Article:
Built between 1927 and 1929 by Harry Bralove and Edward C. Ernst, The Broadmoor was one of Connecticut Avenue’s first luxury rental apartment buildings, and remains among the most distinguished residences in the Nation’s capital today. It was designed by notable Washington apartment house architect Joseph H. Abel, a proponent of the “International” style, and was the first luxury residence on Connecticut Avenue north of Rock Creek.
An early brochure described the Broadmoor as the “home of prominent business executives, senators, representatives, Army and Navy officers, and of a select cross-section of official Washington.” Its public facilities – most notably the dining room, known prior to 1938 as the “Silver Grill” – became a popular site for wedding receptions, school proms and other large social functions. Amenities included a beauty shop, a barber shop, a pastry shop, a valet and laundry service, a newsstand, elevator operators, round-the-clock switchboard operators and one of the first underground garages in any Washington apartment building.
Since 1948, the Broadmoor has been a functioning residential cooperative, a Delaware corporation located on approximately five acres of land that it owns. It was the first Washington cooperative to be organized on a membership, rather than a stock-ownership, basis. Unlike many other cooperatives and condominiums, it is self-managed, and does not employ an outside management company.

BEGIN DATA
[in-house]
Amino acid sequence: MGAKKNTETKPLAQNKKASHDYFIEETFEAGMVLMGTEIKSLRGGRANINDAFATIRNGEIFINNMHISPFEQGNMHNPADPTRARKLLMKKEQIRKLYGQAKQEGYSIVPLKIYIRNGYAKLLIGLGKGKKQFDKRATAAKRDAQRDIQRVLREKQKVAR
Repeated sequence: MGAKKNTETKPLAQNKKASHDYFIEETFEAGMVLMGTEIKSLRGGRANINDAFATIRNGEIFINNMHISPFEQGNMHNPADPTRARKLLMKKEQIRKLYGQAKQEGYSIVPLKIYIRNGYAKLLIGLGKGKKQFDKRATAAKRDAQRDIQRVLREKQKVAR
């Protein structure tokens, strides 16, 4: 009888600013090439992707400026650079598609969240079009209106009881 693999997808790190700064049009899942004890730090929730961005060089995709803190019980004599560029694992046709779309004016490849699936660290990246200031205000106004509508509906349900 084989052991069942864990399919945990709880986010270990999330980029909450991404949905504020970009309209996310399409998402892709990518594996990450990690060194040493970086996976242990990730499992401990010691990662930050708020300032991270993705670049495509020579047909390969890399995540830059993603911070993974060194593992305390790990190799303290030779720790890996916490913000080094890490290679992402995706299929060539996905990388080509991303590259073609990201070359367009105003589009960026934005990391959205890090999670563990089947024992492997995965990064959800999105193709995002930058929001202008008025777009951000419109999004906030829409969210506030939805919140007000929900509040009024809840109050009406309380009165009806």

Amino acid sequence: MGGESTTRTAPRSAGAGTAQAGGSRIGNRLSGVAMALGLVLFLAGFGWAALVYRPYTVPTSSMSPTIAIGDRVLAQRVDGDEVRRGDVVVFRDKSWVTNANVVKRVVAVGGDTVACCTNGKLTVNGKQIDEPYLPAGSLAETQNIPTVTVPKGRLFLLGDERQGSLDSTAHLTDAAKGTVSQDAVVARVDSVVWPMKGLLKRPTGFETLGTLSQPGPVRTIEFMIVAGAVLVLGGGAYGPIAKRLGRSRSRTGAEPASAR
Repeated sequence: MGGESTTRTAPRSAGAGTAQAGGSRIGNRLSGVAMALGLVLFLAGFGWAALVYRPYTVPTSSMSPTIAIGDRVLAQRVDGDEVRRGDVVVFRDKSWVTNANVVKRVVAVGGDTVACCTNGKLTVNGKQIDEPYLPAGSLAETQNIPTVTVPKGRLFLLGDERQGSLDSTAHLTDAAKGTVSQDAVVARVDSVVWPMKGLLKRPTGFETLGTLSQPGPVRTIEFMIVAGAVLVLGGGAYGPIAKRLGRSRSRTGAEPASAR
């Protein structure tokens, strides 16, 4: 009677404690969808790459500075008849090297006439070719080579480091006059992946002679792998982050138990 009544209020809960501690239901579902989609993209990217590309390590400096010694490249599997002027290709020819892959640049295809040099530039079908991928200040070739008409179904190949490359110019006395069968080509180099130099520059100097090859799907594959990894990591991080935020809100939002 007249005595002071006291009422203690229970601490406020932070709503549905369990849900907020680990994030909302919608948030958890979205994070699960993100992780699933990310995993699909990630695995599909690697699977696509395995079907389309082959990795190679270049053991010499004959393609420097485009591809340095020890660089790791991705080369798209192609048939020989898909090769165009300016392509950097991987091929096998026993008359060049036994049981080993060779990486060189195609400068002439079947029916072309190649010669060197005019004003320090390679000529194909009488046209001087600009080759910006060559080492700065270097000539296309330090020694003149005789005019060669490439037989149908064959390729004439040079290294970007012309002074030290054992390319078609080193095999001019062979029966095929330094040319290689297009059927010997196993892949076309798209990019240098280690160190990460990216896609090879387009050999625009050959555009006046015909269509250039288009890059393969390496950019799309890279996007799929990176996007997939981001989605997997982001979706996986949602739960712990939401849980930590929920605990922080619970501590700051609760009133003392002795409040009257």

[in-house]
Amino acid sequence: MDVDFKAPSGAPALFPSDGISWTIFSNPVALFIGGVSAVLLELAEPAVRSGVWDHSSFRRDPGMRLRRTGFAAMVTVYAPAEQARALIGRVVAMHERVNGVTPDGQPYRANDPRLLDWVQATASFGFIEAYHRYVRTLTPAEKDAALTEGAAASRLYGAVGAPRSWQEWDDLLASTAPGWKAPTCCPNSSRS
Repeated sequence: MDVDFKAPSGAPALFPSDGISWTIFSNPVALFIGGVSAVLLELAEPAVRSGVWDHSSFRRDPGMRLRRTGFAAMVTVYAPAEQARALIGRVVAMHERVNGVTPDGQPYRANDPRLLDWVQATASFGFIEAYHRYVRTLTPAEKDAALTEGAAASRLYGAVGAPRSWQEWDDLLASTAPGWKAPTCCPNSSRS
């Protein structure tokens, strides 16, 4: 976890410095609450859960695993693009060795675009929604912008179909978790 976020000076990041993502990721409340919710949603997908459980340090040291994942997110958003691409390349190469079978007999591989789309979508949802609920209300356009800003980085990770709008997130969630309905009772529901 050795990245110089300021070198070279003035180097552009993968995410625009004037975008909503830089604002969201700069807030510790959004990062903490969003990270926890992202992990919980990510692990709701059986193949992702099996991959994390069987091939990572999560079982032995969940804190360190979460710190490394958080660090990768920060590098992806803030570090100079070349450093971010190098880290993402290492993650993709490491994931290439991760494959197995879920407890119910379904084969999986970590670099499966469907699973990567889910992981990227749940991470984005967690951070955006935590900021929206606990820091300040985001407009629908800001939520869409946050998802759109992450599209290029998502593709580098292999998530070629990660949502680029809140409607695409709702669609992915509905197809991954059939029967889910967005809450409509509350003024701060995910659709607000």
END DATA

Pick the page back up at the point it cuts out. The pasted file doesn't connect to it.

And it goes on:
The L-shaped building is approached through brick entrance gate posts by a brick sidewalk laid in herringbone pattern alongside a curvilinear brick wall and is characterized by projecting towers and bays leading to a brick porte-cochere. The decorative elements are of Indiana limestone and vary from hand-carved heraldic tower accents to applied decorative balconies with limestone cross motifs.
The foyer and lobby areas contain an interesting mixture of different elements from different periods. The lobby, originally Tudor in style, was later changed to Art Deco in a substantial remodeling job undertaken in 1938-1939 . Fluted columns and recessed dome ceilings were added, as were Art Deco motifs, which can still be seen in the door and the wainscoting. During World War II, when housing in Washington was scarce, rooms and baths were built on the ground floor of each wing of the building, and alcoves near the elevators were closed in to create additional rooms. There are 194 apartments in the building, which vary greatly in size and layout. There are also five guest rooms for use by guests of Broadmoor residents.
Every year, cooperative owners elect a Board of Directors with the legal responsibility for management of the corporate assets. Each unit owner is entitled to an equal vote, despite the widely varying assigned capital values of their units. The Board is charged with providing good management, maintaining the property in good repair and keeping the corporation financially sound. It also fixes the rate of assessment and the charges for various services. The Board is accountable to the membership and is required by law to meet the statutory and contractual obligations of the corporation. Governing documents provide the framework for the operation of the cooperative and form, in essence, a representative democracy.